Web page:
Some patients worry they will be unable to sleep well with all of these sensors in place. Most patients are able to sleep enough for the sleep technologist to obtain the information they need to diagnose a sleep disorder. If you are concerned about sleeping well in the sleep lab, you may ask your doctor for a sleep aide prescription prior coming in for your sleep study.

If you are being evaluated for sleep apnea, the sleep technologist will also size you for a CPAP mask.

In the morning, the sleep technologist will wake you, remove all sensors and ask about your night of sleep. Testing is generally done by 7 am.

Follow up

After your sleep study, it is very important that you discuss your test results with your doctor. Your sleep study report will be available to your doctor within one week of your test. The follow up may take place over the phone or at the office, depending on your doctor’s preferences. Individual treatment options will be based on the results from your sleep study.

Sleep Apnea

A common sign of sleep apnea is loud snoring followed by a breathless pause and ending with a snort or gasp. Other signs include restless movements, high blood pressure, impotence, morning headache, problems with memory and concentration, and extreme tiredness or sleepiness.

Risks of Sleep Apnea

Health risks of sleep apnea include irregular heartbeat, high blood pressure, heart disease and stroke. In addition, daytime sleepiness can cause lost productivity, crashes and other incidents.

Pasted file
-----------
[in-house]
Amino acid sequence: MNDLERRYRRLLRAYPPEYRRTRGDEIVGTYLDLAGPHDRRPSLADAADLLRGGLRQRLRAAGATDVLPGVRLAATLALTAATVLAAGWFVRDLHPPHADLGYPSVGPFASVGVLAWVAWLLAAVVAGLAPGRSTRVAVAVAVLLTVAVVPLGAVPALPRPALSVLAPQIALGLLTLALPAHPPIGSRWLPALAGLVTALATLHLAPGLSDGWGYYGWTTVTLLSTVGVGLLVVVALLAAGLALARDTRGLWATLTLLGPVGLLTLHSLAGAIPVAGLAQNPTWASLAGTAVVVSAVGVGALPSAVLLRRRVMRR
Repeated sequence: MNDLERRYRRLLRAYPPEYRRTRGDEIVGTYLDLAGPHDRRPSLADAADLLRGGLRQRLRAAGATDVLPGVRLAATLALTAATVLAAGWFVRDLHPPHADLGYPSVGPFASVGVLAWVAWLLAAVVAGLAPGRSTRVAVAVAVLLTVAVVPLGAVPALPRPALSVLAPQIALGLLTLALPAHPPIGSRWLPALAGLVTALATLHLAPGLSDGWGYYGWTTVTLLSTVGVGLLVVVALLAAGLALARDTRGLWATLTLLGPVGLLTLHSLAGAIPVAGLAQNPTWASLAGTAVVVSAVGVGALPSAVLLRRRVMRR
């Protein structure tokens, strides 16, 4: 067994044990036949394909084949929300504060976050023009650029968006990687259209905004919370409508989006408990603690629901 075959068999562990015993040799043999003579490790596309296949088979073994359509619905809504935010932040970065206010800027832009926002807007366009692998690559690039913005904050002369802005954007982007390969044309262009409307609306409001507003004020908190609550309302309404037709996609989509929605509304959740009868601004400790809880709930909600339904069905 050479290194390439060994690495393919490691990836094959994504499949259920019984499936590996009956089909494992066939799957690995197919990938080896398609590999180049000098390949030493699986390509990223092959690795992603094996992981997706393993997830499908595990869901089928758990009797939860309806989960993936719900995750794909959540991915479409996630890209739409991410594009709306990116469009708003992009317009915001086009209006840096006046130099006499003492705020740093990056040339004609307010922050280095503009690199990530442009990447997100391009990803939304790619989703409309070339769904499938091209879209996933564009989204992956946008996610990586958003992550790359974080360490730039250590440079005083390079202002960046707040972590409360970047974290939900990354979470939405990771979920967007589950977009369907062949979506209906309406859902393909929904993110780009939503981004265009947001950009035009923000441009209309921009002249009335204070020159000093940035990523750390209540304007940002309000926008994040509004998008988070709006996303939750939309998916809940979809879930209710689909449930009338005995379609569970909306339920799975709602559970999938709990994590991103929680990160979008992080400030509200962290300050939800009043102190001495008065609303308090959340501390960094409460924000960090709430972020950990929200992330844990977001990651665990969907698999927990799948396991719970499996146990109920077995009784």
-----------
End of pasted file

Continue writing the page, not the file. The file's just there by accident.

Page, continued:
Treatment of Sleep Apnea

  • CPAP: continuous positive airway pressure is delivered through a mask attached over the nose and/or mouth to keep the airway open. This prevents apnea and frequent awakenings.
  • Weight Loss: even a small loss may make a difference in airway obstruction and reduce CPAP requirements.
  • Dental Appliances: used to keep the tongue from obstructing the airway during sleep by moving the jaw forward.
  • Implant: implantable pulse generator detects the patient’s breathing pattern and maintains an open airway with mild nerve stimulation.
  • Medication: used to stimulate breathing in Central Sleep Apnea.
  • Surgery: performed to widen the airway or create an opening in the windpipe.

Sleep Tips

  1. Get up at the same time every day of the week. This strengthens the body’s natural cycle and leads to regular sleep patterns.
  2. Daily exercise may deepen sleep, although occasional exercise does not necessarily improve your sleep.
  3. Insulate your bedroom against sounds.
  4. Keep the bedroom temperature moderate. An excessively warm room disturbs sleep.
  5. Hunger may disturb sleep; a light snack at bedtime may help.
  6. Avoid excessive liquids in the evening to prevent awakening to urinate.
  7. An occasional sleeping pill may help sleep. However, chronic use of these is ineffective for most insomniacs.
  8. Avoid caffeine in the evening. Caffeine can disturb sleep even when people do not realize it.
  9. Avoid alcohol in the evening. Alcohol helps tense people fall asleep easier, but the sleep following is fragmented.
  10. Chronic use of tobacco disturbs sleep and should be avoided.
  11.  If you feel angry or frustrated because you can’t sleep, do not try harder to fall asleep. Instead, leave the bedroom and read a book or magazine. Do not do any stimulating activity. Return to bed when you are sleepy. Get up at your regular time no matter how little you’ve slept.

If you continue to have trouble sleeping after trying these tips for several weeks, contact the Sleep Lab at Winneshiek Medical Center.